Sunday, 14 May 2017

BITE-SIZED REVIEW: Blast Of Silence (1961)

To celebrate the release of John Wick, Chapter Two this week, here is a review of a movie about another hit man, Blast of Silence!

We open on a black screen, with only the sound of a train chugging and whistling in the background. And then a a raspy voice intones: "Remembering, out of the black silence, you were born in pain..." A woman moans and shrieks, soon joined by the cries of an infant.

The pinprick of light grows -- are we in a womb? A gun barrel? No! We are in a tunnel, careening toward the exit. A title card flashes onscreen: BLAST OF SILENCE.

Thus we are introduced to the diegesis of this 1961 cheapie. Made with no-name actors on the streets of New York, Blast of Silence tells the story of a sociopathic hitman Frankie Bono (played by the film's writer-director, Allen Baron), in town to do a hit and go home. While our monosyllabic anti-hero goes about his business, the raspy narrator (blacklisted character actor Lionel Stander) offers his thoughts on the hitman's progress and his place in the world.

I love old noir movies, especially the more obscure ones. If you go looking you can find some real gems -- Born to Kill and The Narrow Margin are personal favourites of mine. Strictly speaking, Blast of Silence is not a film noir -- it was released in 1961, long after the noir cycle had run its course. But with its spare, monochromatic style and fatalistic tone, it is the perfect example of the genre.

The big selling points are all related to the film's style. The performances are mostly wooden: Baron is fine when silent, but loses all gravitas when he opens his mouth. The standout is Larry Tucker as Big Ralph, Bono's duplicitous contact in the city.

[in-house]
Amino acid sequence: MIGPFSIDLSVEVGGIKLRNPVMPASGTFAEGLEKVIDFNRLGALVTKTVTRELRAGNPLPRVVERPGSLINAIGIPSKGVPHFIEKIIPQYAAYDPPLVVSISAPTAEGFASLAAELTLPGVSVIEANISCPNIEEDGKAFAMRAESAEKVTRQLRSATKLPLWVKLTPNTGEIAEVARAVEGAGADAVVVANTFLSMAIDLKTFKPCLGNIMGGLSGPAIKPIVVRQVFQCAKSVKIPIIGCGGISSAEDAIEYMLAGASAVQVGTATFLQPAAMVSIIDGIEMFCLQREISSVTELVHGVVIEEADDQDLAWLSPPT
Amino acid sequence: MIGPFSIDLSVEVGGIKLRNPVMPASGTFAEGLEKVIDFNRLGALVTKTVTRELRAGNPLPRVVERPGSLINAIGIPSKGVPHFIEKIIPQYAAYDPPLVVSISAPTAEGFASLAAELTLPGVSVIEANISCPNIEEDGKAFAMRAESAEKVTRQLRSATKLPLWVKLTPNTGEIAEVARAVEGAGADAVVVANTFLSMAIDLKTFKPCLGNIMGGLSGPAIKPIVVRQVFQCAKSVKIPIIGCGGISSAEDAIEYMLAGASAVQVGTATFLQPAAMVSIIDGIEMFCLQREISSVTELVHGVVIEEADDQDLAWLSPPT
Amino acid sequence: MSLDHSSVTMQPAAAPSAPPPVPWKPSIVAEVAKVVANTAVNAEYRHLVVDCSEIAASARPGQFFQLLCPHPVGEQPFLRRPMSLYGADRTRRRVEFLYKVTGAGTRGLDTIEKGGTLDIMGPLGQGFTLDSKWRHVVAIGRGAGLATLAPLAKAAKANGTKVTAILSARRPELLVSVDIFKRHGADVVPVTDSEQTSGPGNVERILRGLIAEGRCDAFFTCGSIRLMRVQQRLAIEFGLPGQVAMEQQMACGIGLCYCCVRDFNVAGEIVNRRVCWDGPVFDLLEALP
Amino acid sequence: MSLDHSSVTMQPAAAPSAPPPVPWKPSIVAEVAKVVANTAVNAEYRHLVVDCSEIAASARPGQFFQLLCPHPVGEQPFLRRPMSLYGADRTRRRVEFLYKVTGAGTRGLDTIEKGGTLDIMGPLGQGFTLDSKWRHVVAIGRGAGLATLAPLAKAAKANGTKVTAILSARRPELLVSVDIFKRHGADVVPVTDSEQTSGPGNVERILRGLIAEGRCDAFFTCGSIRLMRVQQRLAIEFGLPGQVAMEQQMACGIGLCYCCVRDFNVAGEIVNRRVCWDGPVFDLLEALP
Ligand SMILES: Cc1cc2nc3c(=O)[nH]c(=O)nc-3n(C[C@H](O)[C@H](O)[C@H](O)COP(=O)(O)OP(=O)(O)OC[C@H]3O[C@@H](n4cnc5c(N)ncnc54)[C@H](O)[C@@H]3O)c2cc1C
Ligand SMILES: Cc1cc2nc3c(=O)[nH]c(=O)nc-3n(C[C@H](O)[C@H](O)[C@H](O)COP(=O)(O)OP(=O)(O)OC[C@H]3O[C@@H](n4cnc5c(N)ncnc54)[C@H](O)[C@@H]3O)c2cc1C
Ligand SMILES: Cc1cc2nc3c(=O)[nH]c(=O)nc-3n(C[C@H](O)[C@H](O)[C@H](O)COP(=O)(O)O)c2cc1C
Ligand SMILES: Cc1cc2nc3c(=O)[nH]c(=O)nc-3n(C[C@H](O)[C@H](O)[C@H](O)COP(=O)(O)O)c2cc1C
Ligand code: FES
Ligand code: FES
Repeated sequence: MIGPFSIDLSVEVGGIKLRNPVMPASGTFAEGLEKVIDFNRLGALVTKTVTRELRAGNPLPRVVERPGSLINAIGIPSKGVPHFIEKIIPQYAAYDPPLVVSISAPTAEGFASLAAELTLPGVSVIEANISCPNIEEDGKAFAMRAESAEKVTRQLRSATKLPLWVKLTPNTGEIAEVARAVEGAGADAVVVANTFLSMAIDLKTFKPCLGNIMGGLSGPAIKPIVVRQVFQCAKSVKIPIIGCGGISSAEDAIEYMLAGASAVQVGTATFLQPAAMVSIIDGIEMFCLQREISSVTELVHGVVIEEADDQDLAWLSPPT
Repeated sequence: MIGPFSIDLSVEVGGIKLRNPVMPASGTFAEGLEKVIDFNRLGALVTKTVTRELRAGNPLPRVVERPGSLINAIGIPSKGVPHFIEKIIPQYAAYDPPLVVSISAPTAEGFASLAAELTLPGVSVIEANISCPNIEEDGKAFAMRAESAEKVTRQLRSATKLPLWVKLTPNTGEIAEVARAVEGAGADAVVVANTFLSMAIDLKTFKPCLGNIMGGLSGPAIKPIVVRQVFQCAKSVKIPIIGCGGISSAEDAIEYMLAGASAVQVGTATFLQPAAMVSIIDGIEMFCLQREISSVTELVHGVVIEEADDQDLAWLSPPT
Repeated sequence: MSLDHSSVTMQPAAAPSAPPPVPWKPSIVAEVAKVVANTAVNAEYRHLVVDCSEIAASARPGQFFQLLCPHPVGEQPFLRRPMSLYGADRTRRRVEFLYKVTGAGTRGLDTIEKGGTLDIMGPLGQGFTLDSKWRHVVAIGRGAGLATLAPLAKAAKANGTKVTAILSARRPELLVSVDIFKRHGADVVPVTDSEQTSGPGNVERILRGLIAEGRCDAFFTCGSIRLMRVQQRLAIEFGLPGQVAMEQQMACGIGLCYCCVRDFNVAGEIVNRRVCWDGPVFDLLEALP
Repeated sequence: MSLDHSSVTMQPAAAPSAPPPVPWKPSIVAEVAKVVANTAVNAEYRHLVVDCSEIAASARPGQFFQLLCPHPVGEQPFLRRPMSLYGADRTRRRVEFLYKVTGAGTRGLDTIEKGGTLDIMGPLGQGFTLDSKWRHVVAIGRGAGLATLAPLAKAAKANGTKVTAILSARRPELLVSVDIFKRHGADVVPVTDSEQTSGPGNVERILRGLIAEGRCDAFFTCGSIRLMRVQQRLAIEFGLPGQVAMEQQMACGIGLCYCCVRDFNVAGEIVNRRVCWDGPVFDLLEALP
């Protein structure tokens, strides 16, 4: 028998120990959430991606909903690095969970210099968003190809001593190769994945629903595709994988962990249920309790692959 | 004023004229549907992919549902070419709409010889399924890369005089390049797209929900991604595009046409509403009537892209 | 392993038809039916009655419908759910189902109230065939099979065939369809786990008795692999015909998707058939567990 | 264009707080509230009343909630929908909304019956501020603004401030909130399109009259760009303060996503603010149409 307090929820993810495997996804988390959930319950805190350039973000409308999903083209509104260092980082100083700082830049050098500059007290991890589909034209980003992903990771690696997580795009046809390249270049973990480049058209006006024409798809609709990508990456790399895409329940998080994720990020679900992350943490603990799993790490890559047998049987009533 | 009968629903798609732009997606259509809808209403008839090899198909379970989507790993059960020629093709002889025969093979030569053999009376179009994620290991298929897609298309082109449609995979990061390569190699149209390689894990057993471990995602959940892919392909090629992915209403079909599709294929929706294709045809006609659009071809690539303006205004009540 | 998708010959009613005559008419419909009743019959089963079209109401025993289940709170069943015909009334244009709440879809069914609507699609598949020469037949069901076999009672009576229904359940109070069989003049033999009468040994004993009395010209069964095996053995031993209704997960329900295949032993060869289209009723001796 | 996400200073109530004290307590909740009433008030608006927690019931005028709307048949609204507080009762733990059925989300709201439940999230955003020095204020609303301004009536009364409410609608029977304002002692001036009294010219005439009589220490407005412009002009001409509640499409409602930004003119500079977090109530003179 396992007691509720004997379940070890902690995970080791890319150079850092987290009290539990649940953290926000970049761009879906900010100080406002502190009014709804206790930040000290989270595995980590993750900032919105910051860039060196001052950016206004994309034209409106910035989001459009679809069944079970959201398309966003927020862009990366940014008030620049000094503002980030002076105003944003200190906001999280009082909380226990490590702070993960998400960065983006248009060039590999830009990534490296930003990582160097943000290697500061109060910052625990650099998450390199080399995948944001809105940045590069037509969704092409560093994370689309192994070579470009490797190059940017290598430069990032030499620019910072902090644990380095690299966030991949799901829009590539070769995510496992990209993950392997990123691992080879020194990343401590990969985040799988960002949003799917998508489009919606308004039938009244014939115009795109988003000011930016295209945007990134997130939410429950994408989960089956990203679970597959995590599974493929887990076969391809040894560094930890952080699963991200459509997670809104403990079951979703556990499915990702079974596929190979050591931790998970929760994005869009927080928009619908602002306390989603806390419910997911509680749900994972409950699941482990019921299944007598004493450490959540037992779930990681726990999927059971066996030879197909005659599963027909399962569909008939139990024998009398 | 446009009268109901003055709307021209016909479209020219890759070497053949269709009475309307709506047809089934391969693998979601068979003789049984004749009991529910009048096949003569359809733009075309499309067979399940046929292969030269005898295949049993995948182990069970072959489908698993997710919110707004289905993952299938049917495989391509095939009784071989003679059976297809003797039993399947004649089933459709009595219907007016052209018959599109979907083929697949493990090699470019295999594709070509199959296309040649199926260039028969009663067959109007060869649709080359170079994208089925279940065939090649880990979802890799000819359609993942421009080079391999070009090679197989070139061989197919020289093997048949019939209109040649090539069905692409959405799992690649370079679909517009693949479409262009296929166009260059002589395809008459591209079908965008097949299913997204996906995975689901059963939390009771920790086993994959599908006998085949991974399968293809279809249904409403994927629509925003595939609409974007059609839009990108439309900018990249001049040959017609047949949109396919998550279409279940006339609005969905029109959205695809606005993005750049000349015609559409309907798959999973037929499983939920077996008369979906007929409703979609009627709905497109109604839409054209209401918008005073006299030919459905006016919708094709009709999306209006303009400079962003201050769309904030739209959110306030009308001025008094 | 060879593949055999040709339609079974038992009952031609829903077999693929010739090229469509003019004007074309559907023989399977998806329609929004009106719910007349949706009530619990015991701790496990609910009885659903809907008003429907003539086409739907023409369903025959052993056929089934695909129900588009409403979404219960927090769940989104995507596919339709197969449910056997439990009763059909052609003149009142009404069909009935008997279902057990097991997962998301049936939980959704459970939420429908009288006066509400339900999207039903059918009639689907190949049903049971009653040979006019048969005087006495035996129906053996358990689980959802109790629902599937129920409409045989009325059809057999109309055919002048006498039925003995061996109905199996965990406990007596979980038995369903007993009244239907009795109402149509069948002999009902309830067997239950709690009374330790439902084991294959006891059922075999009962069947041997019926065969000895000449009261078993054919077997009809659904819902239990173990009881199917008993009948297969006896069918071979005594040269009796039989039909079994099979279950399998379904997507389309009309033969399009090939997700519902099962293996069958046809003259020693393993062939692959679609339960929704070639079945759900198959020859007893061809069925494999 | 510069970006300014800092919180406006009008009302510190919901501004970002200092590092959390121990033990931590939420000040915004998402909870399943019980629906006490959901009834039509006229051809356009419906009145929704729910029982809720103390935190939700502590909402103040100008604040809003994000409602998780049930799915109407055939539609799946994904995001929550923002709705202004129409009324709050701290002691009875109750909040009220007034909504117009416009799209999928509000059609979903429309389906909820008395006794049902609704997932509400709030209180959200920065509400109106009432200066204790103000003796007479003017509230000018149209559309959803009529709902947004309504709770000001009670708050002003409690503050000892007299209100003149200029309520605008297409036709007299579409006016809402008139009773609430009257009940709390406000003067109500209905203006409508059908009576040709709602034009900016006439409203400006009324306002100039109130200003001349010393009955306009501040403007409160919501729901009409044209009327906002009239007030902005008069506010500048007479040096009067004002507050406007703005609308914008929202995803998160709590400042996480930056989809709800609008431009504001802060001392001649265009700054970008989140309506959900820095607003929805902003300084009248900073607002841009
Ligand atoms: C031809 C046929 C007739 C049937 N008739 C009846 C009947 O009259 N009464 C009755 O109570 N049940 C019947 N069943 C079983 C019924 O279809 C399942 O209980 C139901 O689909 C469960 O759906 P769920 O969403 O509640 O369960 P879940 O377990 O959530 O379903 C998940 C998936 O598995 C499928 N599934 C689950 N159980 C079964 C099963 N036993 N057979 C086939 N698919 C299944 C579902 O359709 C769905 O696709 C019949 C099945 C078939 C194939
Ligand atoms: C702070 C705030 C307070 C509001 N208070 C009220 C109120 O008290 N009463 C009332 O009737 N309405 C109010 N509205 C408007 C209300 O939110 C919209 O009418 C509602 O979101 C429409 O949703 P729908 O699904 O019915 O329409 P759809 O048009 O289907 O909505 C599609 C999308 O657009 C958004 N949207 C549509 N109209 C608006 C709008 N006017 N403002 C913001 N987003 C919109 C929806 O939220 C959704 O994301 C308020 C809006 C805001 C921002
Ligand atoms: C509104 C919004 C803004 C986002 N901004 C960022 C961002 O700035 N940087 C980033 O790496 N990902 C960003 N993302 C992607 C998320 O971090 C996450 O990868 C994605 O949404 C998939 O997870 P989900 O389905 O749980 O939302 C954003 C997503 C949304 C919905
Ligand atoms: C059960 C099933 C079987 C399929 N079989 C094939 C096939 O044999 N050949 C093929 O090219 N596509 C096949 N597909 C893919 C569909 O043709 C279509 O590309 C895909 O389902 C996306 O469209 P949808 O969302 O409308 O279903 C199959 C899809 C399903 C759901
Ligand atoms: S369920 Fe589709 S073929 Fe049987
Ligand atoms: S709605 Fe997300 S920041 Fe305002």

The film is well-shot, with some excellent location photography of the Big Apple's seedier locales. Meyer Kuperman's score adds to the sleazy atmosphere, swinging between jazzy urban menace and histrionic strings.

But the component which ties the whole enterprise together is Stander's extraordinary narration. Written by Waldo Salt, the narrator is never identified but appears throughout the movie to describe the protagonist's thoughts. Based on Baron's performance, it is possible that the narrator was a late addition during post-production. Whatever its origin, it is a fantastically offbeat touch which drags the movie across the line from average b-movie to true genre oddity.

Aside from its aesthetic and genre aspects, Blast of Silence is also noteworthy as a document of New York in 1960, which offers a look at the streets and fashions of the time. And because it is the early Sixties, we get one of my favourite signs of the age: bongos!

Re-released a decade ago as part of the Criterion collection, Blast of Silence is a strange, haunting picture that manages to overcome some rote writing and bland performances to emerge as one of the more striking and original crime flicks ever made.

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